Updated 12/26/2012 - Added link to DD-WRT review
DD-WRT is famous for its extensive feature set. The features are so extensive that I've asked Craig to do a separate review of Buffalo's implementation. In the meantime, let's just say DD-WRT packs a lot of features including multiple SSIDs with VLANs, captive portal hotspot, PPTP and OpenVPN (SSL/TLS) VPN, up and downlink QoS and much more.
A shot of the landing page is shown below, so that you can check out a few of the menus and get a feel for the overall look of the admin interface.
Buffalo WZR-HP-G300NH board
Since they are specific to this model, here are the options for the 300HP's wireless settings.
1 - 11
Full (20 MHz) [default]
Turbo (40 MHz)
Dynamic (20/40 MHz)
|Wireless Network Mode||Disabled
N-only (2.4 GHz)
|Wireless Mode||AP [default]
Client Bridge (Routed)
Table 2: Wireless settings summary
I initially thought I was going to have problems with 40 MHz mode again, since the only Channel Width option available with the default Mixed Wireless Network Mode setting was Full (20 MHz). But a quick email exchange with Buffalo revealed that setting the Wireless Network mode to either NG-Mixed or N-only, i.e. modes without 802.11b support, would reveal the Turbo (40 MHz) and Dynamic (20/40 MHz) modes.
Routing performance for the WZR-300HP loaded with DD-WRT v24SP2-MULTI (07/09/12) std firmware and using our standard test method is summarized in Table 3. Although it's not the fastest router out there, its 180 Mbps or so of uni or bi-directional routing throughput will keep most users happy.
The 32,206 Simultaneous Connections are also plenty enough, too, for gaming and P2P use.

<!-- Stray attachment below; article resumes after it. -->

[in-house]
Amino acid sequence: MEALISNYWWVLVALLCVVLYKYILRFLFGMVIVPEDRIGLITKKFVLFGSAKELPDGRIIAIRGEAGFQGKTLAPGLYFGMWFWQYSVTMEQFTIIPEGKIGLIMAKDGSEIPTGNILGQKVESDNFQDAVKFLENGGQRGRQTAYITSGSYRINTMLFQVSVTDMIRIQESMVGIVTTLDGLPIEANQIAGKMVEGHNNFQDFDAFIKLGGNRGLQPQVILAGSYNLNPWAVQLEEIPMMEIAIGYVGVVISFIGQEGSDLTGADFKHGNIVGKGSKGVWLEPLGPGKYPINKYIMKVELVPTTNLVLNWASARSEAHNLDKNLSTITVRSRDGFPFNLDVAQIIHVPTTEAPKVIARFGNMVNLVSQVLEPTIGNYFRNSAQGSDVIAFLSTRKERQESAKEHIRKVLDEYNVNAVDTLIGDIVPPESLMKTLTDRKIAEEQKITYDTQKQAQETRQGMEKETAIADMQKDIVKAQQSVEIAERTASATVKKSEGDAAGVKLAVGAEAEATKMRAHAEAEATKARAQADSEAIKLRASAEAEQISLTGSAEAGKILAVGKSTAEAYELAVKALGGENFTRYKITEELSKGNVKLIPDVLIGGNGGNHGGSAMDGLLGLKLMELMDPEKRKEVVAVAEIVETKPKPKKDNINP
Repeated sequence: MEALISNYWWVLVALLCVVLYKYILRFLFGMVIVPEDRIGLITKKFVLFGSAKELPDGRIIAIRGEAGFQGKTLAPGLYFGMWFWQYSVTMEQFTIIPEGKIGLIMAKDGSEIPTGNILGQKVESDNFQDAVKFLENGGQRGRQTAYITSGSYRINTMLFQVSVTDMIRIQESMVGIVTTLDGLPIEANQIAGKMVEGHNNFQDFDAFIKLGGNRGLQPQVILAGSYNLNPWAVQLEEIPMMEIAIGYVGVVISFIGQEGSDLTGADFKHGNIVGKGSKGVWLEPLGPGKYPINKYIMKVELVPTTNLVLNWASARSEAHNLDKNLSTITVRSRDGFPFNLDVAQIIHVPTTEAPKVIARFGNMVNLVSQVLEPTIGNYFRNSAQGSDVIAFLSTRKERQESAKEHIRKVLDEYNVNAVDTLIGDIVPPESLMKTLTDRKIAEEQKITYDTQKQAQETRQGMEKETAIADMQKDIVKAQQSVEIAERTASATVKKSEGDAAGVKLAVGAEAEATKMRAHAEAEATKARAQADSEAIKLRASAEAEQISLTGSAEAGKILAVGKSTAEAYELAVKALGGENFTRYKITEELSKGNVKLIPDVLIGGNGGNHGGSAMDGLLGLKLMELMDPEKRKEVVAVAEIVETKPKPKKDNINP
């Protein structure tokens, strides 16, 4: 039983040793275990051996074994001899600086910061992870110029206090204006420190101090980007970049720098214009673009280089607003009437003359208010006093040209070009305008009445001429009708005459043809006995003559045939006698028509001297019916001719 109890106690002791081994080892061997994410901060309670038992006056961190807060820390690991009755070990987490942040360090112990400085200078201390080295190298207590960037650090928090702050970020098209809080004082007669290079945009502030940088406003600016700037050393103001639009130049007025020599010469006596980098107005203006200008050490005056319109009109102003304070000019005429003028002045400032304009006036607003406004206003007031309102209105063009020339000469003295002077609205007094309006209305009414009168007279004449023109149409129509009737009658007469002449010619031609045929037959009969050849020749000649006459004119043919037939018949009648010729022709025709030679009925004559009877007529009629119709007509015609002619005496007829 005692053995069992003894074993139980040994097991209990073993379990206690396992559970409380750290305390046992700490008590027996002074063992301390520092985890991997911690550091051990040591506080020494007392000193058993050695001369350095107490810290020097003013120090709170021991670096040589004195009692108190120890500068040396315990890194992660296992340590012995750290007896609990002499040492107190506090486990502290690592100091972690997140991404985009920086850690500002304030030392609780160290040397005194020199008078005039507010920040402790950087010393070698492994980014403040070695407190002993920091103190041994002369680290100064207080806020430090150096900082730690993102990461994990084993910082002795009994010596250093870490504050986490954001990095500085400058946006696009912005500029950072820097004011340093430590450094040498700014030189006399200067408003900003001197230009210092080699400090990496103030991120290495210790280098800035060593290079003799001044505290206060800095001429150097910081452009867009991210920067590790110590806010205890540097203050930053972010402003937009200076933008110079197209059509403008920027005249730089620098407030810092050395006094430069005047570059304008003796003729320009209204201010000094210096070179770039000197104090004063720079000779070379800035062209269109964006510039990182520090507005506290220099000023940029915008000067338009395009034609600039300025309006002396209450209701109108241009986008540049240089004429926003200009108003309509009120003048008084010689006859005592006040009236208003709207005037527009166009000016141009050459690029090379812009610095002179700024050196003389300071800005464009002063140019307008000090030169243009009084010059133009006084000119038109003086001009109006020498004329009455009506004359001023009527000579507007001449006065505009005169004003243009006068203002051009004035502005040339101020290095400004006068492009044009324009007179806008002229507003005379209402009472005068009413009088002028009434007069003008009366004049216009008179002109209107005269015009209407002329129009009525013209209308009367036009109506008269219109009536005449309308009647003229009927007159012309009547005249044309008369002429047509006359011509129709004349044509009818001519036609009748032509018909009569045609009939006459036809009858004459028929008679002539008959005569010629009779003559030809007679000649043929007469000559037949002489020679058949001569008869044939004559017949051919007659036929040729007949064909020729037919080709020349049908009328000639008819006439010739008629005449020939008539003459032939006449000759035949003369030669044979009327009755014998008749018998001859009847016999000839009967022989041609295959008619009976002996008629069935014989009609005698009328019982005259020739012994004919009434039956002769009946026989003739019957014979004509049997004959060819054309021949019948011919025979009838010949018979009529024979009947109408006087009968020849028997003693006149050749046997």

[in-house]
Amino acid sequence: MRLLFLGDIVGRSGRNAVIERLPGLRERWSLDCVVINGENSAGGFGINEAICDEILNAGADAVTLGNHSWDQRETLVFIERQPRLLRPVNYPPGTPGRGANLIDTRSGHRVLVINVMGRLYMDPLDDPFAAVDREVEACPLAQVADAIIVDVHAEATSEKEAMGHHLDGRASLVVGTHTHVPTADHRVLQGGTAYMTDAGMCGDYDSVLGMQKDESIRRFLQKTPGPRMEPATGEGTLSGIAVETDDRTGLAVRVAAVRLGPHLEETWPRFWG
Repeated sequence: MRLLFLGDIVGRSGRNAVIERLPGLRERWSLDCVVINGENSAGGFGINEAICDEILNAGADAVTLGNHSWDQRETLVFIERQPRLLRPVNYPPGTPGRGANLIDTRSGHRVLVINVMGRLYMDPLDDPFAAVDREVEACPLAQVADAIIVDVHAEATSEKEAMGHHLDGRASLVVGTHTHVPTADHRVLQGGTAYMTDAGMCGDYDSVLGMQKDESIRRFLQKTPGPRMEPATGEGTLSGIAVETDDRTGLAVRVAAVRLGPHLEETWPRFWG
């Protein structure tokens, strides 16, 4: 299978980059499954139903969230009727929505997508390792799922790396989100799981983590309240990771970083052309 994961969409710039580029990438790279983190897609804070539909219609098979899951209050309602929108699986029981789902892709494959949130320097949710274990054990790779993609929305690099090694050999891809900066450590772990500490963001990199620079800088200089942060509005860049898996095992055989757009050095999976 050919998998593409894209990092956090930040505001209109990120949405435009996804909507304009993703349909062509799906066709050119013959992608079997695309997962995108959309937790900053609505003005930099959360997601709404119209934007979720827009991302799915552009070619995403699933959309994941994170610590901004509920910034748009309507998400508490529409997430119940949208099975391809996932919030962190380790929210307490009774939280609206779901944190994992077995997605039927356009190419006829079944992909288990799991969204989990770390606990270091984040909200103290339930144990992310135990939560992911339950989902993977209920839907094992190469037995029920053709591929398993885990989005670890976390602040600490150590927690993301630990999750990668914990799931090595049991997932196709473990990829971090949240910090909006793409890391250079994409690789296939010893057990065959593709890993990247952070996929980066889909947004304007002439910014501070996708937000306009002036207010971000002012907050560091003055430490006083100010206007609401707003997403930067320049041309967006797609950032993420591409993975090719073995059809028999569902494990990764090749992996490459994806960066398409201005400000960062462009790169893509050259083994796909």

|WAN - LAN||192|
|LAN - WAN||181|
|Maximum Simultaneous Connections||32,206|
|Firmware Version||DD-WRT v24SP2 - MULTI (07/09/12) std|
Table 3: Routing throughput
The IxChariot plot for the routing tests shows very steady throughput in the unidirectional tests. The higher variation shown in the simultaneous up/downlink tests shouldn't bother anyone in real world use.
Buffalo WZR-300HP routing throughput
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Average user rating from: 1 user(s)
NOTE! Please post product reviews from actual experience only.
Questions, review comments and opinions about products not based on actual use will not be published.
|User Rating [Back to Top]||Overall:||5.0||Features :||5.0||Performance :||5.0||Reliability :||5.0|
Buffalo Technology AirStation WZR-300HP
June 20, 2014
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Coming from a (Frys-Yuck!) N150 Router was a (Star Trek) leap for us! Functionally, the Frys router did the job for the technology available. However, much to my surprise that technology had Hopped, Skipped, and Jumped past Me! I guess I fell (literally) asleep at the router's driver seat with the complacent Fry's.
Now though on to the 21st Century and the Buffalo WZR-300HP! Boy what a mouthful! First one has to get past whether or not a dual band is worth the additional $50+. It was not based upon my own research on what available speeds I could "Actually" achieve. Your ISP is Key here and without going into That arena, lets just say I went to the Top Tier expense. Well it was worth it with this Buffalo router! I elected to use their Firmware although one of the selling points was the DD-WRT Pre-Installed (But Where!?). I have Yet to find it!
Finally. was the Price! I have to say making a Christmas Present Purchase for the family paid dividends to all of us! No complaints and Steady reliable connections all the times. New Egg was kind enough to sell us one of these gems for $36.00 total with Free Shipping! So I am not aware of the $100+ price tag at all! I have no issues with this Unit with the slight exception of finding an upgrade for the antennas? I believe that purchasing a $20-30 repeater will address that concern. Overall I am very happy with the Buffalo WZP-300HP router. I know there are better ones but why invest an additional $100 and achieve the same speeds with "maybe" a greater range?